Hands down, Sansa is our favorite ginger in the Seven Kingdoms. Like the scone that is named for her, Sansa looks soft and sweet but is full of substance and spice. Three kinds of ginger—fresh, powdered and candied—give these scones a sassy edge. Fresh lemon—zest in the mix, and juice in the glaze—serves as a reminder that Sansa’s got some rightful, pure acid in her soul, because life is not all sweetness and light! (But it could be if she and White Hot Jon Snow had their way)
This recipe comes from Flour Bakery in Boston, via Martha Stewart, which is kind of perfect. Sansa has a bit of Martha’s exacting savvy in her, not to mention a ruthless streak (I’m looking at you, Ramsay…woof). Plus, à la Martha, Sansa is tough as nails AND knows how to get things done! While careful historians will note that Thrones era natives likely did not have food processors, Martha’s use of it here is, as she would say, “a good thing.” And let’s be real—if Martha were in the Seven Kingdoms she’d have had her minions figure out how to get anything done to perfection, no matter how much effort it took. In this case, the food processor spares us the toil of minions.
I have put the recipe here as it came from Martha, noting the changes I made, only out of desperation. I was working with the Sunday episode deadline, a near empty fridge and whatever hodgepodge was in the pantry after a long absence.
My scones were Sansational—which is to say, not Martha perfect, but pretty in pictures, interesting, substantial and great tasting, which is all that matters. Well, that and seeing what havoc gets unleashed in Episode 3, the halfway point for the final season. Stay tuned for the next scone or (spoiler alert) mini scone…
Special thanks to:
Alice for the creative spark that led to this and so many Game of Scones contestants.
Patty, Jean and Sister A for the supply of Meyer lemons from Northern and Southern Cal, the remains of which made it safely to NH in my luggage and kept my clothes lemony fresh!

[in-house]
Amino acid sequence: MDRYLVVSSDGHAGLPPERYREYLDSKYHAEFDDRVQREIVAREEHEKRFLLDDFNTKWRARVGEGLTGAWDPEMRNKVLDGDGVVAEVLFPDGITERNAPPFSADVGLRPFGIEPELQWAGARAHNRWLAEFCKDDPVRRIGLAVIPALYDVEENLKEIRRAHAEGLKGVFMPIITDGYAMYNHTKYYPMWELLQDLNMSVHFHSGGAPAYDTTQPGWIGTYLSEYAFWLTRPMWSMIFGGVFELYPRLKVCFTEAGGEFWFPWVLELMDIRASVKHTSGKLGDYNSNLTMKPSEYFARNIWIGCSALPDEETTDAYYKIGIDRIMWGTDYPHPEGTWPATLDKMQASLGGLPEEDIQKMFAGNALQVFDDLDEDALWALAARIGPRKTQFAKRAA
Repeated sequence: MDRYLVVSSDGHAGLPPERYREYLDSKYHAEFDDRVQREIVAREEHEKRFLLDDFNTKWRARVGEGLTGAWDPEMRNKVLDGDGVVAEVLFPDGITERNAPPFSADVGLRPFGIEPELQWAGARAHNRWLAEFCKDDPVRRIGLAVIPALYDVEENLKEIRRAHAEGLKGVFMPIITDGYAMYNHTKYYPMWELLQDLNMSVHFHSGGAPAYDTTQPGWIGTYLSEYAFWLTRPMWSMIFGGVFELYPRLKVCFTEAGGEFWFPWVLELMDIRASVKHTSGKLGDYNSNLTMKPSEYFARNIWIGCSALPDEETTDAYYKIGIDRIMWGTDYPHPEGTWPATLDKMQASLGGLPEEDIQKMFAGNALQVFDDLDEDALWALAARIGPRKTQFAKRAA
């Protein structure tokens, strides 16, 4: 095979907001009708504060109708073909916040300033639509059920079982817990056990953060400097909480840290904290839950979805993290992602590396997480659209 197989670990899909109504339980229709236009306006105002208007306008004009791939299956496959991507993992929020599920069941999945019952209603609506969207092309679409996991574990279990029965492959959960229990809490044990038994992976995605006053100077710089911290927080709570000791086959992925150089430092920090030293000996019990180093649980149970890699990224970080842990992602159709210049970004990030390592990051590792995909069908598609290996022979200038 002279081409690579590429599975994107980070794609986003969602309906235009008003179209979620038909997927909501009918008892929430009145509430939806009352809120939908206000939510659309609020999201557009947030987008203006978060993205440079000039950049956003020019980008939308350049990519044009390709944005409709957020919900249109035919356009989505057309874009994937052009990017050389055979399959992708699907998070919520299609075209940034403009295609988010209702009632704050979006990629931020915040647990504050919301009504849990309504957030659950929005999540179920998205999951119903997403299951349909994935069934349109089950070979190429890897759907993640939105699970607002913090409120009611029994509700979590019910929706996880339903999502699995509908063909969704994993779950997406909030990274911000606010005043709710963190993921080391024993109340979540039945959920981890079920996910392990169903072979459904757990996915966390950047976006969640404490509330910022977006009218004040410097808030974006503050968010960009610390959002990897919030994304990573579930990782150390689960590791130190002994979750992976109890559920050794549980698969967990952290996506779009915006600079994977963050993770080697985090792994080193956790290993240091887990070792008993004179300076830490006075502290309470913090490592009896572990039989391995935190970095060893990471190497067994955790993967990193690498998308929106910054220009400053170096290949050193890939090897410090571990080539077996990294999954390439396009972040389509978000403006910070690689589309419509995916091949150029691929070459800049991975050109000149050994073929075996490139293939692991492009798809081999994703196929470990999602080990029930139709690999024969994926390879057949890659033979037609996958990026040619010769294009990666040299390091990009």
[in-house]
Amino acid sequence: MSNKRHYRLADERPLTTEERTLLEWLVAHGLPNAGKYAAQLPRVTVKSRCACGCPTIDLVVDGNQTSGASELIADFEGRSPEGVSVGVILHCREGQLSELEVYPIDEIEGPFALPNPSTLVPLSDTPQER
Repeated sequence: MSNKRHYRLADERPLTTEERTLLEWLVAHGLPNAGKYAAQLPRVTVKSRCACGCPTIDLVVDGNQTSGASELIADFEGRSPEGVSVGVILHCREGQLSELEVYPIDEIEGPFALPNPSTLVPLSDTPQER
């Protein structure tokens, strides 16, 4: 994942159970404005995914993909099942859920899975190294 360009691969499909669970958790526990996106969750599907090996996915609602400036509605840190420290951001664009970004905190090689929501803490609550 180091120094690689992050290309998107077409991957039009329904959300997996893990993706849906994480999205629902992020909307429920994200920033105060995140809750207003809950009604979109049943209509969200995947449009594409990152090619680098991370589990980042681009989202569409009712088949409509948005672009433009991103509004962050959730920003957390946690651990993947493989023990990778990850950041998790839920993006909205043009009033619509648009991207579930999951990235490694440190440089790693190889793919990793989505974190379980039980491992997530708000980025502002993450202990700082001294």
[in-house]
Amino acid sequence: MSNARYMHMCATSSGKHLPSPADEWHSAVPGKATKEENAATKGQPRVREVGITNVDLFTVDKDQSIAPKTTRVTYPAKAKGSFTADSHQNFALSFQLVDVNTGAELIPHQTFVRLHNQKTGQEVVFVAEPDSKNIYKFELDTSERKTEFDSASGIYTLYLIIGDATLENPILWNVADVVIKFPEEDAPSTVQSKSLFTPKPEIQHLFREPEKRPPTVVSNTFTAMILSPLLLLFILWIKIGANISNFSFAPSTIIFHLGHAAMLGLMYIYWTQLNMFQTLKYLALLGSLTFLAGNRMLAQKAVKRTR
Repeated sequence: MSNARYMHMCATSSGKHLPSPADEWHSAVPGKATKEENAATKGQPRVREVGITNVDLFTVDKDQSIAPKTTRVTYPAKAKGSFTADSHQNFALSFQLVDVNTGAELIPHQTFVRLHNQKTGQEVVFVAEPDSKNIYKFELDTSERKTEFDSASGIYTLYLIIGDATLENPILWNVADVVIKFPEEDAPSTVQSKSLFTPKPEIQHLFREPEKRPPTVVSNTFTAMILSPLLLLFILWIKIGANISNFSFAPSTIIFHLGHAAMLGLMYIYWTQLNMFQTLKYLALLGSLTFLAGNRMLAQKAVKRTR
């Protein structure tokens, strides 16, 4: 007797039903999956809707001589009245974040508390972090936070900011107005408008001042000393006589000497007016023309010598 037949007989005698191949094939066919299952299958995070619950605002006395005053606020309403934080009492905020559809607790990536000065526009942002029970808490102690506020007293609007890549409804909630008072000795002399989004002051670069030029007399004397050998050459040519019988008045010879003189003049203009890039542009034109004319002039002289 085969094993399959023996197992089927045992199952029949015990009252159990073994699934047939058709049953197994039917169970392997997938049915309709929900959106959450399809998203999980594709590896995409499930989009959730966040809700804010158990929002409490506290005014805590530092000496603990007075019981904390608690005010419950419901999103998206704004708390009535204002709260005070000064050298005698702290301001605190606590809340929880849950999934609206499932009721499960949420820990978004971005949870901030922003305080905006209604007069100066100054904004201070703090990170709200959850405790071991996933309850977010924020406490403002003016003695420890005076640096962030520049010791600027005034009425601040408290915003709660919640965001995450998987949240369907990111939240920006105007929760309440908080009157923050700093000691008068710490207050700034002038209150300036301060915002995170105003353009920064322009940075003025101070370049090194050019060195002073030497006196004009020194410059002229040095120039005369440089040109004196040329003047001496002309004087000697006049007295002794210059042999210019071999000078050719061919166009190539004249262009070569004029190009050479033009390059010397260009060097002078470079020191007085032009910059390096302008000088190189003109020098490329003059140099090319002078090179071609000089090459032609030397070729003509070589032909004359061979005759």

Sassy Sansa Lemon Ginger Scone
From Flour Bakery c/o Martha Stewart
For a full scone Tutorial see this post on the White Hot Jon Snow Scone by Erica Wilson of Queen Bee’s Kitchen
- 2 3/4 cups unbleached all-purpose flour, plus more for dusting
- 1/3 cup granulated sugar
- 1 1/2 teaspoons baking powder
- 1/4 teaspoon baking soda
- 1/4 teaspoon kosher salt
- 1/2 cup finely chopped crystallized ginger
- 1/2 teaspoon ground ginger
- Grated zest of 2 lemons
- 1 3/4 sticks (14 tablespoons) cold unsalted butter, cut into 8 to 10 pieces
- 1/2 cup cold buttermilk
- 1/2 cup cold heavy cream
- 1 large egg, well chilled
- 2 tablespoons grated fresh ginger
- 1 cup confectioners’ sugar
- 2 to 3 tablespoons fresh lemon juice
1. Scones: Preheat oven to 350 degrees with rack in center.
2. In a mixer fitted with the paddle attachment, beat together flour, granulated sugar, baking powder, baking soda, salt, crystallized ginger, ground ginger, and lemon zest. Add butter; beat on low speed until butter is somewhat broken down with some visible pieces remaining, about 30 seconds.
3. In a liquid-measuring cup, whisk together buttermilk, cream, egg, and grated ginger. With mixer on low, add buttermilk mixture and beat until dough just comes together, 20 to 30 seconds (there will still be some flour mixture at bottom of bowl).
4. Remove bowl from mixer. Using your hands, gather and lift dough, turning it over in the bowl, until remaining flour mixture has been incorporated into dough. *This so did not unfold this way for me, but see below and carry on.
5. Turn dough out onto a lightly floured surface and gently roll out 1 inch thick. Using a 2 1/2-inch round cutter, cut out 10 rounds, rerolling scraps as necessary. Transfer to a parchment-lined baking sheet, spacing about 2 inches apart. **Big Bring It slacker note here: My dough was too moist (perhaps I forgot a cup of flour??). Rather than cut the scones I dumped the whole shebang on a parchment lined cookie sheet and shaped it into two circles, which I cut into scone wedges, gently separating each a bit so they had their own baking space. We all need our own baking space.
6. Bake until light golden brown, 30 to 35 minutes. Transfer sheet to a wire rack; let cool 10 minutes.
7. Lemon Glaze: In a small bowl, whisk together confectioners’ sugar and enough lemon juice to make a smooth, thick, pourable glaze. Brush glaze over warm scones and serve.
If you’re more Martha than Edie, here are the exact measuring weights. This probably would have saved me some anxiety:
385 grams unbleached all-purpose flour
70 grams granulated sugar
80 grams finely chopped crystallized ginger
200 grams cold unsalted butter, cut into 8 to 10 pieces
120 grams cold buttermilk
120 grams cold heavy cream
140 grams confectioners’ sugar
Unbaked scones can be frozen, tightly wrapped in plastic, up to 1 week. If baking from frozen, add 5 to 10 minutes to the baking time.
Scones are best enjoyed the day they are made, but can be stored in an airtight container at room temperature up to 3 days.
Glaze can be stored in an airtight container at room temperature up to 1 week.
*** More Slacker notes: Out of necessity, I used almond milk and lemon juice instead of buttermilk and cream. As mentioned above, I baked them as one big round, scored into scone wedges. In short, my execution was not excellent, but the scones were fantastic. As Sansa knows, even if you only get the execution right one time, you can be satisfied.